Poetry in Voice in Post

by Rachel Low

The first response from my peers when I tell them about my participation in Poetry in Voice was, “I’m so glad I don’t have to do it”. But I think some of the best things in life, like getting on a roller-coaster or cliff jumping, happen when we are forced to face our worst fears, whether that be death, or public speaking (which are pretty much synonymous in the minds of the majority). Although I cannot say I jump at the opportunity to speak in front of an audience, I can certainly attest to the great feeling of relief that washes over me when my butterflies are set free.

A bit late to the party, David Thompson is one of the only schools in the lower mainland that has never participated in Poetry in Voice — a poetry recitation contest for Canadian high schools. This year,  however, three English teachers — Mr. Boyes, Ms. Grant, and Mr. Macleod — have chosen to hold in-class contests as part of the curriculum with some of their students.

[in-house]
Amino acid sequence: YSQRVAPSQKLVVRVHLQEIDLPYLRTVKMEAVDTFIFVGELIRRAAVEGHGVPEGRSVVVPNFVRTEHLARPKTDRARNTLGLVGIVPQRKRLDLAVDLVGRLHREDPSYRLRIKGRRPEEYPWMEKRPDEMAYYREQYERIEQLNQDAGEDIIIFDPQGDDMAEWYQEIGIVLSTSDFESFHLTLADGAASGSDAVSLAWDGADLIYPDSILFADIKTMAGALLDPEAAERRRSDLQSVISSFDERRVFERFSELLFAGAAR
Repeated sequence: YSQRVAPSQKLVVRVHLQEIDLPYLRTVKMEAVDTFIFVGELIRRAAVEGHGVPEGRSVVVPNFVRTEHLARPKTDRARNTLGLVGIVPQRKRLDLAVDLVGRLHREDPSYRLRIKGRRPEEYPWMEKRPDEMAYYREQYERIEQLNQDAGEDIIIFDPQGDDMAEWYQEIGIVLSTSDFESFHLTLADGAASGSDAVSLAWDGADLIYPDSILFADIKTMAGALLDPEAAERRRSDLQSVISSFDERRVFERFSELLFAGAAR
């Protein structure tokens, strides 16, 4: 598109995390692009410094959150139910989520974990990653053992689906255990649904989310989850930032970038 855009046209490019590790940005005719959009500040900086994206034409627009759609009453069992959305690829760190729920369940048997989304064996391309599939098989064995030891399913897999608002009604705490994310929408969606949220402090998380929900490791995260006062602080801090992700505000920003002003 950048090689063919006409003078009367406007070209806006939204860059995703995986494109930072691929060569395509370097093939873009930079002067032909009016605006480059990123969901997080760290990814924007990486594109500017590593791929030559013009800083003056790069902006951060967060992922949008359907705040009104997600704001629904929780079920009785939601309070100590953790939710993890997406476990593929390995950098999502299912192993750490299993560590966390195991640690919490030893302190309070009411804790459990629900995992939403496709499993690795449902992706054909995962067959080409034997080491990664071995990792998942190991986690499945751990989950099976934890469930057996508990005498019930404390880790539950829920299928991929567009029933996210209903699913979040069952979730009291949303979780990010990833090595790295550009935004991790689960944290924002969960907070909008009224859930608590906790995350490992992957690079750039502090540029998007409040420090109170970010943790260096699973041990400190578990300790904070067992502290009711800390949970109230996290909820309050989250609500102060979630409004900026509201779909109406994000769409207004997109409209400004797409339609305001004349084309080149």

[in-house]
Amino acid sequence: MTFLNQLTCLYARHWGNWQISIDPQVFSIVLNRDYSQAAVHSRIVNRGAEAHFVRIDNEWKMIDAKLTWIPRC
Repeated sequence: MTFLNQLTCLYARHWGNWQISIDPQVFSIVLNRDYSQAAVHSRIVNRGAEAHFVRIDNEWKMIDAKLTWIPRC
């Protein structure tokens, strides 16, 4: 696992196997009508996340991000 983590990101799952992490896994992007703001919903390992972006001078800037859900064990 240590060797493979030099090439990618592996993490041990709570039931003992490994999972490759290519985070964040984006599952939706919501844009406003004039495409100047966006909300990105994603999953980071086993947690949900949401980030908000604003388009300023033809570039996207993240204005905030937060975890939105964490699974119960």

Mr. Boyes giving his English 10 Enriched class the rundown for their then upcoming recitations.

There is a chance you can tell a lot about a person from the poem she chooses to recite. Keeping with the motto, “Let your poem find you.”, some recitations are a window to the reciter’s soul, and yet others, are the products of a poem hastily memorized like Biology facts the night before the recitation. (But then again, there is certainly a thin line between “good and bad” when it comes to something as subjective as the arts. For instance, who reserves the right to be the judge of the quality of a painting except the painter himself/herself? Or when it comes to poetry recitation, how can we say that the reciter’s interpretation is incorrect when it is directly related to his/her own experience of the poem? Or, if I were to think my article is the best in this newsletter, who can truly say otherwise?)

Leave a Reply

Your email address will not be published. Required fields are marked *